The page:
If like me money is tight, try just having a day out, even just a picnic something out of the ordinary, as it really recharges your batteries for the next battle. Be kind to yourself.
     
  5. Pattywicklow

    Pattywicklow Registered User

    Mar 15, 2015
    11
    Hi Sarah

    It's so so tough and you sound like you have a lot on your plate. For your mum I would start with seeing if there is an admiral nurse for your area. Google it , they on the dementia uk website.

    If not ring their help line, they give great practical advice, help u think thru things objectively. Next the care home should have access to a GP you should be able to speak to, they maybe be able to explain and also perhaps speak to a pharmacist who will be able to tell u about the drug overdosing effects....could that be relevant to continence? The Dr should be able to discuss the effect of that overdose on yr mother. Your mum may / should also be under an adult mental health team and you should contact them, yr mum still has a right to the care of the NHS.

    You are doing a great thing in tacking a degree, but if u are overwhelmed and go under that's no good for u yr mum or your daughter so maybe have a chat with the uni to see what support / break / carer arrangement they could suggest.

    I know it's all plate spinning and u feel if u stop anything disaster will ensue .... It won't but you need to buy yourself some headspace.... And also go to yr GP and see if they can help. Carers groups maybe too. I know those suggestions are all time consuming and confusing but see if you can at least call admiral, then take it step by step. It is an appalling disease and breaks every fibre but as u say u do have resilience a lovely daughter and a career when u get that degree, so hang on in there. I'm at a v low ebb myself my mum calls out do they've basically kept her in her room for a week - horrible.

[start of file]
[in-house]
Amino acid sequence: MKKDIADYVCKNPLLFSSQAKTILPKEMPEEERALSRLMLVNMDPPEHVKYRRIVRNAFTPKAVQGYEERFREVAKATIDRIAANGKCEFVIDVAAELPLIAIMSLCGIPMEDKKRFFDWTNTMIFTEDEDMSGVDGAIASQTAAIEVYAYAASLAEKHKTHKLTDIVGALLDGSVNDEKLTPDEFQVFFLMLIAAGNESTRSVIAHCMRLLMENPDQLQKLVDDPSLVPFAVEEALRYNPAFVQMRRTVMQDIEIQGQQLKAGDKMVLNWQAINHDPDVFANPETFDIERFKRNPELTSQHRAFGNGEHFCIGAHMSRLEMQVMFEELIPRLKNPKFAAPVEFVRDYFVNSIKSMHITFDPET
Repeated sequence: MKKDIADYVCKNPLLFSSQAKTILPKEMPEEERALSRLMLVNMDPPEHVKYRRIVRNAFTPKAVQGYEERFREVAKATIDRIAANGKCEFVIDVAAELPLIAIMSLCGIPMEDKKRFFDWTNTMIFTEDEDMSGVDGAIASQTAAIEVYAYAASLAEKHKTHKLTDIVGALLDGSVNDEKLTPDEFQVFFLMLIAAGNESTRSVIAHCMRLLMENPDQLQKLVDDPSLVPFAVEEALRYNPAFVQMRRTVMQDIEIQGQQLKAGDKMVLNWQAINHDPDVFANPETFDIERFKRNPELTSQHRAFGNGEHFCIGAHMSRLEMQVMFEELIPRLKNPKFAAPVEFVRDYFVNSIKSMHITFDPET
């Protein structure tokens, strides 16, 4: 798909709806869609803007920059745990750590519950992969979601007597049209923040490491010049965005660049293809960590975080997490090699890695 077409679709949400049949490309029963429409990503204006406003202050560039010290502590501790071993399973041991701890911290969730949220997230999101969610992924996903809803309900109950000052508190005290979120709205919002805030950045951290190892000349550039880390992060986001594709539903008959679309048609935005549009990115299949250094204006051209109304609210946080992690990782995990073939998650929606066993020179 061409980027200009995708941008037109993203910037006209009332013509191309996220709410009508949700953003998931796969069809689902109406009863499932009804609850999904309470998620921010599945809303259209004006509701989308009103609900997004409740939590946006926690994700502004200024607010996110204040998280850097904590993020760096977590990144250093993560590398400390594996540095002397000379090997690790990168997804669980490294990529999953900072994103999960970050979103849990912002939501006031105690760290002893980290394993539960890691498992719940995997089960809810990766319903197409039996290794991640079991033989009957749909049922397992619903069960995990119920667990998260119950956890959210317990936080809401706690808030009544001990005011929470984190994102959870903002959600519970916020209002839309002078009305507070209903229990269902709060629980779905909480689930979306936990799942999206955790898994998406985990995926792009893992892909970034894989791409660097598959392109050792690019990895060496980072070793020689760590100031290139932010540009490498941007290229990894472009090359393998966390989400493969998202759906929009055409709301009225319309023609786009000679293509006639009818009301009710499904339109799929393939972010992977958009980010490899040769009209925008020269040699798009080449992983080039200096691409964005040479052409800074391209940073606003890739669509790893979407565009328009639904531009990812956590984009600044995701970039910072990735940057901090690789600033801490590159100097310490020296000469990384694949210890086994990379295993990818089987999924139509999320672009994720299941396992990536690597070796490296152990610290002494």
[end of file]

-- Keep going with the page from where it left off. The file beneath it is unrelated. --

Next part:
Keep going x


    Sent from my iPad using Talking Point
     
  6. Beate

    Beate Registered User

    May 21, 2014
    11,714
    Female
    London
    I agree that dealing with incontinence is tough. My OH is doubly incontinent, I had to buy loads of mattress covers, Kylie sheets and pull-up pants, do a lot of washing and cleaning him up, and I can only go to holiday places that have a laundry service and can deal with it.

    But in your case your Mum lives in a care home and they should be taking care of all that for you. You can still take her out, just make sure she wears pads and maybe only go out for a few hours. If she wets her clothes while she is out, don't make a big deal of it, the care home staff will clean and change her on your return. I still take OH out to places, including the cinema. It's all manageable and life doesn't stop, so please stop crying.

    If you think you can't get a handle on it, please look into counselling to combat your feelings of stress and grief. You could ask the Alzheimer's Society or your GP whether there is a service in your area. At the moment I am seeing a counsellor that works with the Carers Centre specifically for carers. The sessions are free. It really helps to just sit and talk sometimes and get it all out, while constant crying will just wear you out even more.
     
  7. AlsoConfused

    AlsoConfused Registered User

    Sep 17, 2010
    1,955
    I too find dealing with incontinence very, very difficult to deal with and it was a major blow when Mum started needing to be "cleaned up". There didn't seem to be a close connection between the onset of incontinence and any big step downwards in Mum's overall functioning.

    Perhaps you could 'phone ahead of visits and ask whether your Mum could be changed before you take her out?
     
  8. SarahL

    SarahL Registered User

    Dec 1, 2012
    229
    Thank you Marion, every time I feel I'm moving forward something else seem to get in the way and I'm afraid I'm losing the fighting spirit. Take care x
     
  9. SarahL

    SarahL Registered User

    Dec 1, 2012
    229
    Thank you, it's good to know that overall functioning didn't drastically change with the onset of incontinence. I think I went into meltdown thinking she was going to be completely different and I didn't have time to adjust. The care staff at the home were wonderful with me the day after and I feel a little more calm now. I hoe your Mum is ok and thanks for your support and input.x
     
  10. SarahL

    SarahL Registered User

    Dec 1, 2012
    229
    Patty thank you so much, that makes me feel a bit calmer. I sometimes see everything so black and white that I cannot see a way forward. I'm sorry to hear you're at a low ebb too, i feel so much for you. I hope your Mum is ok, it's such a horrible disease isn't it for our poor Mums. xxx